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April 1956

Neurophysiologic Effects of Electrically Induced Convulsions

Author Affiliations

San Francisco

From the Department of Neurology and the Spectrographic Laboratory, University of California School of Medicine.

AMA Arch NeurPsych. 1956;75(4):371-378. doi:10.1001/archneurpsyc.1956.02330220035004

Numerous investigations have been made aimed at explaining the beneficial effects of electroshock therapy in certain psychiatric conditions, especially in depressed states. Although many hypotheses have been advanced,* studies on electroshock have been uniformly disappointing. Irreversible pathological effects have not been demonstrated after electroshock therapy.† The pathological changes which have been found with more intensive electroshock ‡ principally involve the vascular and perivascular structures. These changes, as pointed out by Ferraro and associates,20 suggest an increased permeability of the blood vessel walls. Other studies have shown neurophysiologic and biochemical alterations, such as are known to occur transiently with convulsions,§ but have not clarified the relationship between electroshock therapy and the more prolonged benefit it affords in psychiatric conditions.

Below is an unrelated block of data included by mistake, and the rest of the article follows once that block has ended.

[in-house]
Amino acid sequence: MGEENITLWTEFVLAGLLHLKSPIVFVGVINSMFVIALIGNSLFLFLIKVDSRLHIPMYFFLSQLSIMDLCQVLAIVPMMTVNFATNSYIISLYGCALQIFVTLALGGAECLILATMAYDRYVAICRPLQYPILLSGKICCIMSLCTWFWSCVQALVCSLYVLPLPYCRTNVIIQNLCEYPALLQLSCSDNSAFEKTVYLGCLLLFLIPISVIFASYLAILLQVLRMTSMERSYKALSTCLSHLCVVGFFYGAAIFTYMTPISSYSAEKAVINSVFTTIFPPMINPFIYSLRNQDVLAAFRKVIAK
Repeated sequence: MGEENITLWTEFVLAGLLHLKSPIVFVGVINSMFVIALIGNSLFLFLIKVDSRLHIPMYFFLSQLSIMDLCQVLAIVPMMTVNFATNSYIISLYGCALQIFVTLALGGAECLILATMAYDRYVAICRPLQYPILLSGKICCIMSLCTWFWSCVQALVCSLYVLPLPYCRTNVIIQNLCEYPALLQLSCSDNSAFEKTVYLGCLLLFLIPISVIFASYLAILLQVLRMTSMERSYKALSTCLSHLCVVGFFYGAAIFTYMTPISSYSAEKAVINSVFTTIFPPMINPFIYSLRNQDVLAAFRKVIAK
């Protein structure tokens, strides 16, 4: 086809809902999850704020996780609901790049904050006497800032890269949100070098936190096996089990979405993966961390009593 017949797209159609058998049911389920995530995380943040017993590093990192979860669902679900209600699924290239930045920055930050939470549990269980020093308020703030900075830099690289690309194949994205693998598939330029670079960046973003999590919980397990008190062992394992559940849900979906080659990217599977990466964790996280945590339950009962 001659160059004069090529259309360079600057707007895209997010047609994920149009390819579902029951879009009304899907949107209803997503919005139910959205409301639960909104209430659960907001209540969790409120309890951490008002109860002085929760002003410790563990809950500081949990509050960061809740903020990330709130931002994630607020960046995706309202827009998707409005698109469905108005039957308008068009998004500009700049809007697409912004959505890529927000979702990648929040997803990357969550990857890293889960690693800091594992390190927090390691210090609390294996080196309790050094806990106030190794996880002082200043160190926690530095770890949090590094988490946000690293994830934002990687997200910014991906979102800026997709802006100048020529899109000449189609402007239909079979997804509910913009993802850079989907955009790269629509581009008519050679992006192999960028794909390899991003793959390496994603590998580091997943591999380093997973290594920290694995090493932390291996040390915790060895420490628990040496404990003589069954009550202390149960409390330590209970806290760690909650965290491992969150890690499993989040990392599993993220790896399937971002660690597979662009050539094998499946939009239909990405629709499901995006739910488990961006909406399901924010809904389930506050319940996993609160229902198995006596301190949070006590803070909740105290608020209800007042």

On the other hand, there is considerable clinical evidence to suggest that the therapeutic effectiveness of electroschock in psychiatric disorders may be due to the neuronal discharge of the convulsion per

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